- adj. 男性的；雄性的；有力的
- n. 男人；雄性动物
- n. (Male)人名；(柬)马尔；(意、西、塞)马莱；(英)梅尔
CET4 TEM4 考 研 CET6
- male:  The Latin word for ‘male’ was masculus (from which of course English gets masculine ). It passed into Old French as masle, which later became male – hence English male. The Spanish descendant of masculus is macho, which means ‘virile’ as well as simply ‘male’, and has given English macho  and the derivative machismo . Another close relative is probably mallard, which seems to mean etymologically ‘male bird’. Female, incidentally, despite its similarity, is not etymologically related to male, although the two have converged formally owing to their semantic closeness.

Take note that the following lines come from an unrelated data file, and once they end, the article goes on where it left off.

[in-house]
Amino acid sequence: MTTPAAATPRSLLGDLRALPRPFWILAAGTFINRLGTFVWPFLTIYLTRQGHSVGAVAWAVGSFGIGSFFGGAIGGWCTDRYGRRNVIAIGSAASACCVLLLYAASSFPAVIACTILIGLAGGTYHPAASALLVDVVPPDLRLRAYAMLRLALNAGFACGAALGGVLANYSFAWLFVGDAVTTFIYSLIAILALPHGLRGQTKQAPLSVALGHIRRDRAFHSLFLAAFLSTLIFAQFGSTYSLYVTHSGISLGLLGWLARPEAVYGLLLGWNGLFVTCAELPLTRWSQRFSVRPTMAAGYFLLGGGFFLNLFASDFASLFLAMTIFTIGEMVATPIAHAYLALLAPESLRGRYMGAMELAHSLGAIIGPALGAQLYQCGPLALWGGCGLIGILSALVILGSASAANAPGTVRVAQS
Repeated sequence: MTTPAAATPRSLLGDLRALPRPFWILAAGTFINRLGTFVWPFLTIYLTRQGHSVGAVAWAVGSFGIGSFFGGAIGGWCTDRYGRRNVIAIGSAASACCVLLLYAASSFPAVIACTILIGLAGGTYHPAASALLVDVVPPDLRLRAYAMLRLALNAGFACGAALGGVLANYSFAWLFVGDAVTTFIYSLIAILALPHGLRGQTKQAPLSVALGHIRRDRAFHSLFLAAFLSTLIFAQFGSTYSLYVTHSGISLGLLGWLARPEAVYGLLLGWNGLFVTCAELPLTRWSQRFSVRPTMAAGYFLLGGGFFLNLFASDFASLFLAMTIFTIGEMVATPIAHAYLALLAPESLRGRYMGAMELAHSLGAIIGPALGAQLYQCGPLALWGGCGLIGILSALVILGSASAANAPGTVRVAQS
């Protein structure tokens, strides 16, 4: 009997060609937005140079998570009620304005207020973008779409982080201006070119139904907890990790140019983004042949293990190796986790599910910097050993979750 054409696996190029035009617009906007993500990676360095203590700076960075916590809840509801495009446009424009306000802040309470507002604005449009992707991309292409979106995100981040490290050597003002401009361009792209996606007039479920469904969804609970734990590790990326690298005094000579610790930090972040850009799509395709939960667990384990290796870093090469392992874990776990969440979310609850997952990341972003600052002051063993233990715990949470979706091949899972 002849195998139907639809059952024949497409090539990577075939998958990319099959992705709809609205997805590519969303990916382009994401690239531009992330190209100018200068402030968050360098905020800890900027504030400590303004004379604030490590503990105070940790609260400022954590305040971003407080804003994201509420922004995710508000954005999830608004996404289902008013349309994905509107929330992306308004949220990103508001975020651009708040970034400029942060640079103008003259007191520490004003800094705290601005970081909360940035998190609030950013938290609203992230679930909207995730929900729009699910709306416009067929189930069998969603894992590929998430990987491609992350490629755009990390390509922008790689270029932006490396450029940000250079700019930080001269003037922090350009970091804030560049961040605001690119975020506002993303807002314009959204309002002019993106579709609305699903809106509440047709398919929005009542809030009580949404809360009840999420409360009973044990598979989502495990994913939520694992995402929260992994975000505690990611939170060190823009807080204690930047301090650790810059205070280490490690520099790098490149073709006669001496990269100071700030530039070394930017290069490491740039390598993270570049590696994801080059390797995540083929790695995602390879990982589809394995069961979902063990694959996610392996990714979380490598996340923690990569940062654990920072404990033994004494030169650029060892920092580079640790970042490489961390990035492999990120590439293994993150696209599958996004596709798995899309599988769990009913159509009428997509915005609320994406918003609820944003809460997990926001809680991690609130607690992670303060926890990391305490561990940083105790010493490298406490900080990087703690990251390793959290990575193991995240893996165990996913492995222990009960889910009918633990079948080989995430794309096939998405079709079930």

=> macho, mallard, masculine
- male (n.)
- late 14c., "male human being; male fish or land animal," from Old French masle (adj.) "masculine, male, adult," also used as a noun (12c., Modern French mâle), from Latin masculus "masculine, male, worthy of a man" (source also of Provençal mascle, Spanish macho, Italian maschio), diminutive of mas (genitive maris) "male person or animal, male."
- male (adj.)
- late 14c., from Old French male, masle "male, masculine; a male" (see male (n.)). Mechanical sense of "part of an instrument that penetrates another part" is from 1660s.
- 1. The army is still one of the last male bastions.
- 2. We were in the same college, which was male-only at that time.
- 3. The London City Ballet has engaged two male dancers from the Bolshoi.
- 4. In male company, perhaps he did overstep the bounds of propriety.
- 5. I realize there's no consensus on what are male or female values.
[ male 造句 ]